The meadow is composed of species which date to the pre-colonial times. Meaningfully, the same species can be found in the Polish countryside. Soils from foreign countries which were used in the ceramic glaze were imported with an official USDA Soil Importing Permit and Heat Treated at Lehman College of CUNY.

This exhibition is presented with the Polish Cultural Institute and the Open Space Alliance for North Brooklyn

Meg Minkley, Fiesta Forever, Image courtesy of the artist

Meg Minkley, Fiesta Forever
June 1, 2018 to May 31, 2019
Powers Street Garden, Brooklyn, Brooklyn
Map/Directions (in Google Maps)

?Fiesta Forever celebrates the beginnings of Spring and the fun of Summer and honors the re-birth of color in the city. The mural is illustrative of the vast collection of flowers that bloom throughout New York City from Spring all the way through to Summer.

This project is part of NYC Parks GreenThumb’s Art in the Gardens - Shed Murals project, an initiative that provides local artists with the opportunity to collaborate with community gardens as a platform to create and display their art.

ASKEW ONE, Artwork Inspired by The Last O.G. on TBS, Photo by Jason Elbourne

ASKEW ONE, Artwork Inspired by The Last O.G. on TBS
April 17, 2018 to April 16, 2019
Marcy Playground, Brooklyn
Map/Directions (in Google Maps)

A newly refurbished basketball courts and an artistic mural at Marcy Playground include new asphalt, four new polycarbonate backboards, and a mural designed by artist ASKEW ONE, recognized worldwide for his unique approach to graffiti art. 

Image courtesy of the artist

Bennett Lieberman, Color Columns
September 6, 2018 to March 24, 2019
Dr. Ronald McNair Park, Brooklyn
Map/Directions (in Google Maps)

Placed near the park’s northwest entrance to the park, three “color columns” create fortuitous interactions among themselves, and harmonize with the green foliage and grey slate pathways of the park. Texts inscribed on the colorful prism facets riff on the poetic and lucid state of mind produced by epicyclic movement from one season into another. The prism facets are inspired by the luminous arrays of elegantly designed paint chips found in local hardware emporia and home furnishing mega-stores alike. When paired with their given names, these color groups present perfect opportunities to develop brief narratives or small poems that draw us deeper into the experience of color. The chromatic fields, especially in large format, add a physical dimension, like song lyrics, to the experience of language.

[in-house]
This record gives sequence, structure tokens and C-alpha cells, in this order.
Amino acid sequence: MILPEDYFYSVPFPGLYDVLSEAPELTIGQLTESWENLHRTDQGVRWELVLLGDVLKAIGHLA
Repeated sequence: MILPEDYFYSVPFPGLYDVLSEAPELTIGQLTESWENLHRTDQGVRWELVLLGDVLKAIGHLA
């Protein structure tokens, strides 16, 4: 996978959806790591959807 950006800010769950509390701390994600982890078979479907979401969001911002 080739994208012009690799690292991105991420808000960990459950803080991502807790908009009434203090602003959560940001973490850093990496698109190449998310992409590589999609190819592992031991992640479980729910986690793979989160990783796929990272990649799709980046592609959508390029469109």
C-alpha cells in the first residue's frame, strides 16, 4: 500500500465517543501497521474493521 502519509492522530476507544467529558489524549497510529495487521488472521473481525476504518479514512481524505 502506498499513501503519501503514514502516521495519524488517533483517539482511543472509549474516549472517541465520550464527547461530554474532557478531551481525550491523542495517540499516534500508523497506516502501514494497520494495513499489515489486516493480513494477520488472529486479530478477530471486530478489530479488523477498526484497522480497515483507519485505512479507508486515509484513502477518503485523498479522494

Image credit: Courtesy of the artist

Tamara Johnson, Picnic
June 24, 2018 to March 20, 2019
Maria Hernandez Park, Brooklyn
Map/Directions (in Google Maps)

?This sculpture was made specifically for Maria Hernandez Park and the surrounding Bushwick community. The familiar picnic scene symbolizes the gathering, relaxing and sharing we experience with friends and family. This hand-cast concrete picnic serves as a tribute to those symbols, turning a temporary happening into a static monument for participation and contemplation.

Picnic is sponsored, in part, by the Greater New York Arts Development Fund of the New York City Department of Cultural Affairs, administered by Brooklyn Arts Council (BAC).

Griselda San Martin, The Wall
August 21, 2018 to December 20, 2018
Anchorage Plaza, Brooklyn
Map/Directions (in Google Maps)

A large scale photographic public art exhibition at the foot of the Brooklyn Bridge pedestrian entrance, The Wall is a series of photographic banners that display photographer Griselda San Martin's powerful project about the wall that divides the United States and Mexico. At the juncture of San Diego, California and Tijuana, Mexico, the border wall’s rusting steel bars plunge into the sand, extending 300 feet into the Pacific Ocean, and cast a long and conflicting shadow. The images on the banners were captured in Friendship Park, a stretch of the U.S.-Mexico border where families meet to share intimate moments through the metal fence that separates them.

Physical borders create symbolic boundaries that reinforce the rhetoric of “us versus them” and become enduring, permanent features of the geopolitical landscape that send a forceful message of exclusion. By calling attention to the human interactions at Friendship Park, Griselda San Martin attempts to neutralize what this wall was built to create: separation.

This exhibition is presented by United Photo Industries  and the DUMBO BID .

What Defines Greenpoint Identity
June 9, 2018 to November 30, 2018
Msgr. McGolrick Park, Brooklyn
Map/Directions (in Google Maps)

What Defines Greenpoint Identity, reflects on the footprints generations of immigrants have left in the neighborhood throughout the years. Looking at architecture, social life and nature, it examines how certain landmark buildings have adjusted to the needs of new residents. It highlights institutions that have endured unchanged and remembers some that are long gone. Curated by Magdalena Mazurek with input from Geoffrey Cobb, author of Greenpoint Brooklyn's Forgotten Past, and Annie S. Hauck, Ph.D., R.D., co-editor of Gastropolis: Food and New York City and author of My Little Town: A Brooklyn Girl’s Food Voice. This narrative illustrates the diversity of cultures living in Greenpoint, Brooklyn. 

This exhibition is presented by the Polish Cultural Institute